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Latest from the North. We have received New York papers of the 20th inst. It is evident that the Federal do not know where Gen. Lee's army is, though the Herald, in its situation article, says McClellan has driven it across the Potomac. The same paper thinks the "seventeen days campaign" of McClellan has never been excelledenemy. Deserters report that the recent movement of the rebels in escaping into Virginia was entirely conducted by Stonewall Jackson, the other chief officers, Lee, Longstreet, &c., being either wounded or too much fatigued to be efficient. They also state that it was believed in the rebel army that a force of Union troophe obstructions from the river below, a single gunboat will enable him to hold the city. Best of all, his prompt occupation of Richmond will leave the fragments of Lee's army no place of refuge, and they will be dispersed. With Virginia thus completely liberated, and reinstated under the "old flag," the work of recovering Nor
The army. The public is still in a fog with regard to the army; perhaps before this issue shall go to press we shall have something more definite. In the meantime it seems to be clearly established, that only a division or two have been withdrawn from the other side of the Potomac, for the purpose of resisting a contemplated movement by Burnside upon our communications at Harper's Ferry. The most credible account we have been able to collect, represents Gen. Lee as having thoroughly repulsed McClellan on the 17th, as having pursued him on the 18th, and having defeated him again on the 19th, (Friday.) This account receives confirmation from McClellan's bulletin, claiming a great victory. His victories always result in "a change of base." It is strange that our community should have been so much excited by the lying reports of the Yankee papers, and the lying bulletins of McClellan. They had experienced enough of both while McClellan was below Richmond. Not a skirmish occ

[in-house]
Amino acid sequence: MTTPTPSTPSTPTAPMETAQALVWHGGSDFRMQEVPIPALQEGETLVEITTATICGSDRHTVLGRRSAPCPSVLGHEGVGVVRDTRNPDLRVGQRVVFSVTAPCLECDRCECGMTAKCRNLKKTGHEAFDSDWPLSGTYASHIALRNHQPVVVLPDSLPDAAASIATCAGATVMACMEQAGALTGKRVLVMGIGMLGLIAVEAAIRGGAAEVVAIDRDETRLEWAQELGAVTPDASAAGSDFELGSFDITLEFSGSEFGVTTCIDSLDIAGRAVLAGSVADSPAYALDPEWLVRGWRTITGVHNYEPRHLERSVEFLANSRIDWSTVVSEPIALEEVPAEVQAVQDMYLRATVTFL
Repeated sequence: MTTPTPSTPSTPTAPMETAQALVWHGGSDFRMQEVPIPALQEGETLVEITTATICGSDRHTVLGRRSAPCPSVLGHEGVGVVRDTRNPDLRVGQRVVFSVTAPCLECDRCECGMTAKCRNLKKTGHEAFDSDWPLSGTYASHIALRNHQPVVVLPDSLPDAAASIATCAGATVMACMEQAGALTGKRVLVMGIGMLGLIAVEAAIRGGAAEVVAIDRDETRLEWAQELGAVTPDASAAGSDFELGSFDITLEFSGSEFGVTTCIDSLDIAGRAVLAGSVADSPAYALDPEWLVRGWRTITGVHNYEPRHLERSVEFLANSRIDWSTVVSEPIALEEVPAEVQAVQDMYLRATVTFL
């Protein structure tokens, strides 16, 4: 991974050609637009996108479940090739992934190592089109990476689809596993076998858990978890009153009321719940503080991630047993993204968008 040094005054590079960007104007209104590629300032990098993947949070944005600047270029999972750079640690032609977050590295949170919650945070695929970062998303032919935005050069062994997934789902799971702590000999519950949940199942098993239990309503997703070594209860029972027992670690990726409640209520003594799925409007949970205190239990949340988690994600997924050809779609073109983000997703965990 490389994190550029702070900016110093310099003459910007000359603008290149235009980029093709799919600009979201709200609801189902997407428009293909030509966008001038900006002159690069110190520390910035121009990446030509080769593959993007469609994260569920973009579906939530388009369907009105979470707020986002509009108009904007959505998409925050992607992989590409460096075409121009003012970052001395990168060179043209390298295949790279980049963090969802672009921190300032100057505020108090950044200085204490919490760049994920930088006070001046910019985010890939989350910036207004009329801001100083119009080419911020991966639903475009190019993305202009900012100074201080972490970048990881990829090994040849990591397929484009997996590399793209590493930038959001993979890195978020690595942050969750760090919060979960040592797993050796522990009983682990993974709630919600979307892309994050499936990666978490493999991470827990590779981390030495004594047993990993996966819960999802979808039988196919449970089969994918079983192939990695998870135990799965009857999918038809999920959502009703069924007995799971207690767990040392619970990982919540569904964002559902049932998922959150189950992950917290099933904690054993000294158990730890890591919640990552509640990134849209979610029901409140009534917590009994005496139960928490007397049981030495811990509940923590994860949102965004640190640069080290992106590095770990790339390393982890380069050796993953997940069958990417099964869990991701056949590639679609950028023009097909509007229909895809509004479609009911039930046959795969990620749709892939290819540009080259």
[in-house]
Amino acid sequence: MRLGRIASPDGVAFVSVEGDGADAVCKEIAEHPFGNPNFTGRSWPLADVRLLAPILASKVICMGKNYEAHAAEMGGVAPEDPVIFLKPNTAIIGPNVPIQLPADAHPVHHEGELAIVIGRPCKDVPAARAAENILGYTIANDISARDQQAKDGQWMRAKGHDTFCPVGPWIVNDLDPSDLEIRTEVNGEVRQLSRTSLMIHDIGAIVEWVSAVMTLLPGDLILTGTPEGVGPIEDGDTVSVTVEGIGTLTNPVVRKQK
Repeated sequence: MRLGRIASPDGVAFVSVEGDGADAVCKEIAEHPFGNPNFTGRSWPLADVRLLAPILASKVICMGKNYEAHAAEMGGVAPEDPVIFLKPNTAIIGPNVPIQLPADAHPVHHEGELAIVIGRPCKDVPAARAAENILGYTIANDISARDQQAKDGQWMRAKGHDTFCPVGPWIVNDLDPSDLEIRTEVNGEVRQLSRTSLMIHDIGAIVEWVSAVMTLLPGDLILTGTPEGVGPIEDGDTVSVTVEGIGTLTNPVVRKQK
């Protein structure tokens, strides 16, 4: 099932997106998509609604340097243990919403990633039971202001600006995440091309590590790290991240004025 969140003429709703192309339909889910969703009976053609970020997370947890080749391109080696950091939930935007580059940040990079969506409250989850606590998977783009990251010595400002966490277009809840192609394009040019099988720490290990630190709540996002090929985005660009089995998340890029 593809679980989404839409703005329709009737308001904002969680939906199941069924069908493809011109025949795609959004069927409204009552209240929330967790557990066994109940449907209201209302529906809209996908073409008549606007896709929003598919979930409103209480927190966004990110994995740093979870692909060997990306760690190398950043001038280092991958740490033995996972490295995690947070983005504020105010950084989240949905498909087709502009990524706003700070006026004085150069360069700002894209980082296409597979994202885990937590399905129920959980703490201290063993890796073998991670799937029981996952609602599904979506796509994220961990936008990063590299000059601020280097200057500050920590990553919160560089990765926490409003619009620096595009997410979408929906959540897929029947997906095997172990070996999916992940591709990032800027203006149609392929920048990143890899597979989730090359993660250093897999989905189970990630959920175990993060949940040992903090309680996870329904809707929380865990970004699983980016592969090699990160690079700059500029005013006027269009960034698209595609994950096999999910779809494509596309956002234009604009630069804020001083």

From Gen. Lee's army — another victory on Saturday. The news received yesterday fully satisfies us that the army under General Lee re-crossed the Potomac, on Friday last, and is now on the South bank of the river. The reports heretofore received and which we were inclined to credit, that only a portion of the army had recrossed, prove to have been not well founded. From gentlemen who arrived last evening from the immediate presence of the army, we are assured that the whole column crosseGeneral Lee re-crossed the Potomac, on Friday last, and is now on the South bank of the river. The reports heretofore received and which we were inclined to credit, that only a portion of the army had recrossed, prove to have been not well founded. From gentlemen who arrived last evening from the immediate presence of the army, we are assured that the whole column crossed, and the crossing was effected without the slightest attempt of the enemy to obstruct our passage. Of the desperate and bloody battle of Wednesday, in the vicinity of Sharpsburg, we have very few additional particulars. Hon. A. R. Boteler, who participated in the fight as an aid of General Jackson, arrived here last night. He represents the engagement as resulting decidedly in our favor and the victory obtained by our forces, if not complete, at least great and satisfactory. He left t
The Daily Dispatch: September 24, 1862., [Electronic resource], The explosion at the U. S. Arsenal in Pittsburgh — horrible Scenes. (search)
Arrival of Yankee prisoners. --Five men belonging to the 1st Maryland cavalry, (a Yankee regiment,) captured in Maryland by Gen. Lee's forces, on the 10th inst., were brought to Richmond on the Central train last evening. They were lodged in the Libby prison. The train that is due this evening will bring down from the Culpeper C. H. hospital, sixty-six Yankees, who have been remaining there since the engagement near that place. There are several officers in the lot, and the following Surgeons, viz: J. F. Day, 10th Maryland regiment; E. S. Bissell, 5th Conn.; A. M. Heller, 28th N. Y.; John B. Coover, Assistant Surgeon, 46th Penn. They will be sent home from this point.